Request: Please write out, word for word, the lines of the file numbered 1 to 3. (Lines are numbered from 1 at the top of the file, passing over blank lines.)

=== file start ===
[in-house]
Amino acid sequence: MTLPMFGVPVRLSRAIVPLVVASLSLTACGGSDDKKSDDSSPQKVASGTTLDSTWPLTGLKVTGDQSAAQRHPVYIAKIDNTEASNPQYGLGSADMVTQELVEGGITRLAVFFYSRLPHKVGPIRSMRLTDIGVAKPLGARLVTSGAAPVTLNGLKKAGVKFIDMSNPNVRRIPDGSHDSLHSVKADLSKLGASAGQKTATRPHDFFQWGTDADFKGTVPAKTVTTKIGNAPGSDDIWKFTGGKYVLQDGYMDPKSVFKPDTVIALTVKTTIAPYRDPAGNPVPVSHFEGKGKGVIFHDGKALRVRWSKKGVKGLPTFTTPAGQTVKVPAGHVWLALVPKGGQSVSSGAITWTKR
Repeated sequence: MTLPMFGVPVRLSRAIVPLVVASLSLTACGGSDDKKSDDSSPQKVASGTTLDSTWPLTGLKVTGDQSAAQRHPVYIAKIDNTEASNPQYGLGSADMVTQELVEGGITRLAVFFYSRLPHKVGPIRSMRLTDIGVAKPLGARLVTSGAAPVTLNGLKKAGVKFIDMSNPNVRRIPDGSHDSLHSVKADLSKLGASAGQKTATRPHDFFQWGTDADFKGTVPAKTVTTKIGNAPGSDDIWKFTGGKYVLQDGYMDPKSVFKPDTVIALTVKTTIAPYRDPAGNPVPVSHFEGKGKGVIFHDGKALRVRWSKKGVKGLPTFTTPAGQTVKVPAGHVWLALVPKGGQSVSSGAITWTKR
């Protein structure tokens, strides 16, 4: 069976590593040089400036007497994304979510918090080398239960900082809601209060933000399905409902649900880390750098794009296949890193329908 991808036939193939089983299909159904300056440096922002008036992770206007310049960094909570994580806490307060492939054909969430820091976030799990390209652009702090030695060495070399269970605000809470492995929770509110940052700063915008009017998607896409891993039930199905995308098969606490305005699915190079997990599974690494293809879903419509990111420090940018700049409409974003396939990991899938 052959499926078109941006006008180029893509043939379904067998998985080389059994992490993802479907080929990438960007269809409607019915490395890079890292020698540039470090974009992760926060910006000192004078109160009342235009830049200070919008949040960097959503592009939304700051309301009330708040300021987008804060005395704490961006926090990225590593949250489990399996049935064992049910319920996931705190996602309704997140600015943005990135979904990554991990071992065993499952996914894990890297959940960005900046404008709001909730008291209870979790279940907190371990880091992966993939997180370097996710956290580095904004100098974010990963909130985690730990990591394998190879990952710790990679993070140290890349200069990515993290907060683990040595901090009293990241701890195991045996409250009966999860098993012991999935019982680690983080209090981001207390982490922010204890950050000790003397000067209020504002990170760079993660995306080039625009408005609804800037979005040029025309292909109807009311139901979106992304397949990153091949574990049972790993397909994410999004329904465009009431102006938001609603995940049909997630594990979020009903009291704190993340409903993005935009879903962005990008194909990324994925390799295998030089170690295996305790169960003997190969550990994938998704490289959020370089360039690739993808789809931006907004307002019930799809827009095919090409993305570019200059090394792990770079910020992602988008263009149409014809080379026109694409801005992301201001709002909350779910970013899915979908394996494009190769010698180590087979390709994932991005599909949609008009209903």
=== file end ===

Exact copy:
[in-house]
Amino acid sequence: MTLPMFGVPVRLSRAIVPLVVASLSLTACGGSDDKKSDDSSPQKVASGTTLDSTWPLTGLKVTGDQSAAQRHPVYIAKIDNTEASNPQYGLGSADMVTQELVEGGITRLAVFFYSRLPHKVGPIRSMRLTDIGVAKPLGARLVTSGAAPVTLNGLKKAGVKFIDMSNPNVRRIPDGSHDSLHSVKADLSKLGASAGQKTATRPHDFFQWGTDADFKGTVPAKTVTTKIGNAPGSDDIWKFTGGKYVLQDGYMDPKSVFKPDTVIALTVKTTIAPYRDPAGNPVPVSHFEGKGKGVIFHDGKALRVRWSKKGVKGLPTFTTPAGQTVKVPAGHVWLALVPKGGQSVSSGAITWTKR
Repeated sequence: MTLPMFGVPVRLSRAIVPLVVASLSLTACGGSDDKKSDDSSPQKVASGTTLDSTWPLTGLKVTGDQSAAQRHPVYIAKIDNTEASNPQYGLGSADMVTQELVEGGITRLAVFFYSRLPHKVGPIRSMRLTDIGVAKPLGARLVTSGAAPVTLNGLKKAGVKFIDMSNPNVRRIPDGSHDSLHSVKADLSKLGASAGQKTATRPHDFFQWGTDADFKGTVPAKTVTTKIGNAPGSDDIWKFTGGKYVLQDGYMDPKSVFKPDTVIALTVKTTIAPYRDPAGNPVPVSHFEGKGKGVIFHDGKALRVRWSKKGVKGLPTFTTPAGQTVKVPAGHVWLALVPKGGQSVSSGAITWTKR